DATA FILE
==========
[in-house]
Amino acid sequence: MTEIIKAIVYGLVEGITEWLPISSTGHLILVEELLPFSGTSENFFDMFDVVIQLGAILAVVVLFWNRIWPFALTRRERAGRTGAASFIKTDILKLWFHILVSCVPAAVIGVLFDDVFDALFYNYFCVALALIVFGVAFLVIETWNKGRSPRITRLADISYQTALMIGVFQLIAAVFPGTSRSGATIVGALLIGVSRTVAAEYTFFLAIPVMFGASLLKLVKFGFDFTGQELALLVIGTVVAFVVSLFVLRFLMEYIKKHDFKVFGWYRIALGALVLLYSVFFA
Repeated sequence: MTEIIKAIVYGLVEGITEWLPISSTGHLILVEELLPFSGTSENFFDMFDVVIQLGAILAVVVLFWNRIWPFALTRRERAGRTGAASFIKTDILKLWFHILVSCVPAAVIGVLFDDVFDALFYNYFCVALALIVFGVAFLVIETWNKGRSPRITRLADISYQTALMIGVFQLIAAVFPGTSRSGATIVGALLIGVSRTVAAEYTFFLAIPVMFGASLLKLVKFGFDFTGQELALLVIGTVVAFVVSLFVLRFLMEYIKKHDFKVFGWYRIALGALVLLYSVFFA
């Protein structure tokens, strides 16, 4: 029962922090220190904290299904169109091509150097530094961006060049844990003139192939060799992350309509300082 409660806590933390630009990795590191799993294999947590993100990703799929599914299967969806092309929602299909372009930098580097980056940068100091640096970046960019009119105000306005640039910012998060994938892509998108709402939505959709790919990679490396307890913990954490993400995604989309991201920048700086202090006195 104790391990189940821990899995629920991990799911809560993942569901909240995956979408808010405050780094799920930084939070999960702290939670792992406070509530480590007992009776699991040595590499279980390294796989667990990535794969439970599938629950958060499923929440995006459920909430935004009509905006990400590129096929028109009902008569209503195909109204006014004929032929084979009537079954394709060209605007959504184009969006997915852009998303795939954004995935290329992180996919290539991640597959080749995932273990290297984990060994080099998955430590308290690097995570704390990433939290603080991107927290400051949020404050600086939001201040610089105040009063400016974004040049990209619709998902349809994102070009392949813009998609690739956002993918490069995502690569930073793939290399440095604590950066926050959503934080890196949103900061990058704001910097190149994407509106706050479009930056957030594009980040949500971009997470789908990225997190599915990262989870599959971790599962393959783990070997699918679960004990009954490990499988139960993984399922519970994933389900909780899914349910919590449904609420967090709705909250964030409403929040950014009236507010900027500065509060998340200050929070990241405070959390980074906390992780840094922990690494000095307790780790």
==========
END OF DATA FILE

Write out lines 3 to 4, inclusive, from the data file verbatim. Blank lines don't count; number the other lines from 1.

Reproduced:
Repeated sequence: MTEIIKAIVYGLVEGITEWLPISSTGHLILVEELLPFSGTSENFFDMFDVVIQLGAILAVVVLFWNRIWPFALTRRERAGRTGAASFIKTDILKLWFHILVSCVPAAVIGVLFDDVFDALFYNYFCVALALIVFGVAFLVIETWNKGRSPRITRLADISYQTALMIGVFQLIAAVFPGTSRSGATIVGALLIGVSRTVAAEYTFFLAIPVMFGASLLKLVKFGFDFTGQELALLVIGTVVAFVVSLFVLRFLMEYIKKHDFKVFGWYRIALGALVLLYSVFFA
């Protein structure tokens, strides 16, 4: 029962922090220190904290299904169109091509150097530094961006060049844990003139192939060799992350309509300082 409660806590933390630009990795590191799993294999947590993100990703799929599914299967969806092309929602299909372009930098580097980056940068100091640096970046960019009119105000306005640039910012998060994938892509998108709402939505959709790919990679490396307890913990954490993400995604989309991201920048700086202090006195 104790391990189940821990899995629920991990799911809560993942569901909240995956979408808010405050780094799920930084939070999960702290939670792992406070509530480590007992009776699991040595590499279980390294796989667990990535794969439970599938629950958060499923929440995006459920909430935004009509905006990400590129096929028109009902008569209503195909109204006014004929032929084979009537079954394709060209605007959504184009969006997915852009998303795939954004995935290329992180996919290539991640597959080749995932273990290297984990060994080099998955430590308290690097995570704390990433939290603080991107927290400051949020404050600086939001201040610089105040009063400016974004040049990209619709998902349809994102070009392949813009998609690739956002993918490069995502690569930073793939290399440095604590950066926050959503934080890196949103900061990058704001910097190149994407509106706050479009930056957030594009980040949500971009997470789908990225997190599915990262989870599959971790599962393959783990070997699918679960004990009954490990499988139960993984399922519970994933389900909780899914349910919590449904609420967090709705909250964030409403929040950014009236507010900027500065509060998340200050929070990241405070959390980074906390992780840094922990690494000095307790780790």